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After starting to run a Tor node, the Hulu GeoFilter thinks I'm trying to access their content from outside the U.S. As their GeoFilter issues form was having difficulties finding out where I was connecting from, they advised to send an email to, but I've haven't heard back from them ever since. That's a pity, now I can't watch their shows any more. Also, they've taken the Daily Show off their program, which is basically the only show I've watched over there. So, it's off to Bittorrent-World for me now; maybe we meet again when you fix your GeoFilter?


It's 2010 and I can't even print a "blank line" in Windows without looking up the manual:

To echo a blank line on the screen, type:

Why can't they just include this remark into "help echo", hm?

Verizon Internet Services

Last night I was trying to contact Verizon to report an abuse case:

$ whois | egrep 'Name:|Email'
OrgName:    Verizon Internet Services Inc. 
NetName:    VIS-BLOCK
OrgAbuseName:   VIS Abuse 
OrgTechName:   Verizon Internet Services 
Today, I see that the OrgAbuseEmail has been changed to and when Cc'ing my MTA returns:
 > The message has not yet been delivered to the following addresses:
 > host[]:
 > connection to mail exchanger failed with timeout
 > host[]:
 > connection to mail exchanger failed with timeout
Oh well....

$ date
Thu Mar 11 04:46:26 CET 2010
$ whois | grep OrgAbuseEmail
OrgAbuseEmail: Are they changing their abuse contact every day now?

rename %ProgramFiles%

Wow, another entry covering some Windows oddity. One might think this OS is full of oddities :-) This time I tried to rename c:\program files because I wanted to mount another disk to c:\program files. Sure, lots of programs might be running from c:\program files, but when I stop all these programs, WindowsXP should still be able to boot and even start RDP to let me login, right? And so it did, with a few preparations made:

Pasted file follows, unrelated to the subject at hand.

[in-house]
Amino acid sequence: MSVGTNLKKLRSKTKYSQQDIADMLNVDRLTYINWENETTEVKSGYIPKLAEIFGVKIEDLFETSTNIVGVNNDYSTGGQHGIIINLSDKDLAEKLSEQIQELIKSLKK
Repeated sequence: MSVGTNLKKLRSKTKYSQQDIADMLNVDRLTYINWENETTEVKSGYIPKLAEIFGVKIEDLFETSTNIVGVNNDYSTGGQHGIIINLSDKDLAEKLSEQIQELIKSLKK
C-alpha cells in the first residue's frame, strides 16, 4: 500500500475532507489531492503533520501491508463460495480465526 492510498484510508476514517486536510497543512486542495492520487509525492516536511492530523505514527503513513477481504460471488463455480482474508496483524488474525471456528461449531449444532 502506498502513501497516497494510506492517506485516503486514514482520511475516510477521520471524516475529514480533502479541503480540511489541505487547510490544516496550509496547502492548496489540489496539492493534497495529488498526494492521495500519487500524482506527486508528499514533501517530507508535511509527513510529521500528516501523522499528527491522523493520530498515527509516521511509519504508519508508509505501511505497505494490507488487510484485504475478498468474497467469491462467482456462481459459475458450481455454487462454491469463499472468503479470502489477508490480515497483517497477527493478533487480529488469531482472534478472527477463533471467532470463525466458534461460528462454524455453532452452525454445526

• C:\Program Files cannot just be renamed - WindowsXP won't let you, it's some kind of magic special folde^Wdirectory. We'll use regedit to modify two keys:

    Set HKLM\SOFTWARE\Microsoft\Windows\CurrentVersion\ProgramFilesDir to something else, e.g. "C:\Program Files2" While this gets exported as "%ProgramFiles%" via "ProgramFilesPath", we have to edit another key:

    Set HKLM\SOFTWARE\Microsoft\Windows\CurrentVersion\CommonFilesDir to something else, e.g. "C:\Program Files2\Common Files". We have to reboot to apply these changes, of course :-)

  • After the reboot, we should be able to rename c:\program files to something else. You might notice that our interim %ProgramFiles% directory got filled with a few directories - just ignore them. With our original c:\program files our of the way, we create an empty c:\program files, where we can now mount the other disk. Once this is done, we can start moving the our original c:\program files content (that we just moved out of the way) into our new c:\program files directory. While it's moving, we can set the registry keys we changed (see above) back to its original values.
Now reboot to get the registry settings applied and all should be well again - except that our c:\program files has now plenty of space :-)

Extended Attributes and ACLs

Often enough I confuse them myself, so here's a little cheatsheet for you^Wme to remember:


ACLs are extending the traditional permission model with a more fine-grained one.
  • - getfacl, setfacl - filesystem independen access control list manipulation
  • - chacl - an IRIX-compatibility command
$ chacl u::rw-,g::r--,o::r--,u:dummy:--x,m::r-x file.txt
$ chacl -l file.txt 
file.txt [u::rw-,u:dummy:--x,g::r--,m::r-x,o::r--]
$ su -c "cat ./file.txt" dummy 
cat: ./file.txt: Permission denied

$ setfacl -m u::rw-,g::---,o::---,u:dummy:r--,m::r-x file.txt
$ getfacl file.txt